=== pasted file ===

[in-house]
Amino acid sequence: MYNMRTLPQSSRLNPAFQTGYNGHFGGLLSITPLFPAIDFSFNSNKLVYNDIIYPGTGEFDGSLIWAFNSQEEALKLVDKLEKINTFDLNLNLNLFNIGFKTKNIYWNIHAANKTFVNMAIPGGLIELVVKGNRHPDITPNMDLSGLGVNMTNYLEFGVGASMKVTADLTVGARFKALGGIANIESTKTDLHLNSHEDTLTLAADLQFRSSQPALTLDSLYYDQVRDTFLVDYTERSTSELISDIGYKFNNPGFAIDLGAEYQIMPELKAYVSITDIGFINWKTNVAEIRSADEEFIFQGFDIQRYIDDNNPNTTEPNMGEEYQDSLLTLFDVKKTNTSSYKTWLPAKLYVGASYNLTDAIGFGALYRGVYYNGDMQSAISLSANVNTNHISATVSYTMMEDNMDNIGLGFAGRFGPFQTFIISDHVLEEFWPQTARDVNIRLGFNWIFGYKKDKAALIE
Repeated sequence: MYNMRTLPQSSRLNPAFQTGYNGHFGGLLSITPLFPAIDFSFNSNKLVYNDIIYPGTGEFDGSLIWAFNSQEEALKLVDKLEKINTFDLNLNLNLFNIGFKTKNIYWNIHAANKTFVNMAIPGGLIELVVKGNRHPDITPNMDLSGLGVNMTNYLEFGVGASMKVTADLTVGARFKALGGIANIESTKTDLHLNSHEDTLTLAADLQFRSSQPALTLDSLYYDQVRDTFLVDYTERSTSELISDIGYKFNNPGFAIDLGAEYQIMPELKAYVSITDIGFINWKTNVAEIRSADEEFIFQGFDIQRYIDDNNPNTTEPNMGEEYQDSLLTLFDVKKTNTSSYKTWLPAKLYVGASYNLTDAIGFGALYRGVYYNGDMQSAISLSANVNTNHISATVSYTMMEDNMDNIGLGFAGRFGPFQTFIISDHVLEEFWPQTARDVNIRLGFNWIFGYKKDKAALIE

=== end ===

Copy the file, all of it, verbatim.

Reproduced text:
[in-house]
Amino acid sequence: MYNMRTLPQSSRLNPAFQTGYNGHFGGLLSITPLFPAIDFSFNSNKLVYNDIIYPGTGEFDGSLIWAFNSQEEALKLVDKLEKINTFDLNLNLNLFNIGFKTKNIYWNIHAANKTFVNMAIPGGLIELVVKGNRHPDITPNMDLSGLGVNMTNYLEFGVGASMKVTADLTVGARFKALGGIANIESTKTDLHLNSHEDTLTLAADLQFRSSQPALTLDSLYYDQVRDTFLVDYTERSTSELISDIGYKFNNPGFAIDLGAEYQIMPELKAYVSITDIGFINWKTNVAEIRSADEEFIFQGFDIQRYIDDNNPNTTEPNMGEEYQDSLLTLFDVKKTNTSSYKTWLPAKLYVGASYNLTDAIGFGALYRGVYYNGDMQSAISLSANVNTNHISATVSYTMMEDNMDNIGLGFAGRFGPFQTFIISDHVLEEFWPQTARDVNIRLGFNWIFGYKKDKAALIE
Repeated sequence: MYNMRTLPQSSRLNPAFQTGYNGHFGGLLSITPLFPAIDFSFNSNKLVYNDIIYPGTGEFDGSLIWAFNSQEEALKLVDKLEKINTFDLNLNLNLFNIGFKTKNIYWNIHAANKTFVNMAIPGGLIELVVKGNRHPDITPNMDLSGLGVNMTNYLEFGVGASMKVTADLTVGARFKALGGIANIESTKTDLHLNSHEDTLTLAADLQFRSSQPALTLDSLYYDQVRDTFLVDYTERSTSELISDIGYKFNNPGFAIDLGAEYQIMPELKAYVSITDIGFINWKTNVAEIRSADEEFIFQGFDIQRYIDDNNPNTTEPNMGEEYQDSLLTLFDVKKTNTSSYKTWLPAKLYVGASYNLTDAIGFGALYRGVYYNGDMQSAISLSANVNTNHISATVSYTMMEDNMDNIGLGFAGRFGPFQTFIISDHVLEEFWPQTARDVNIRLGFNWIFGYKKDKAALIE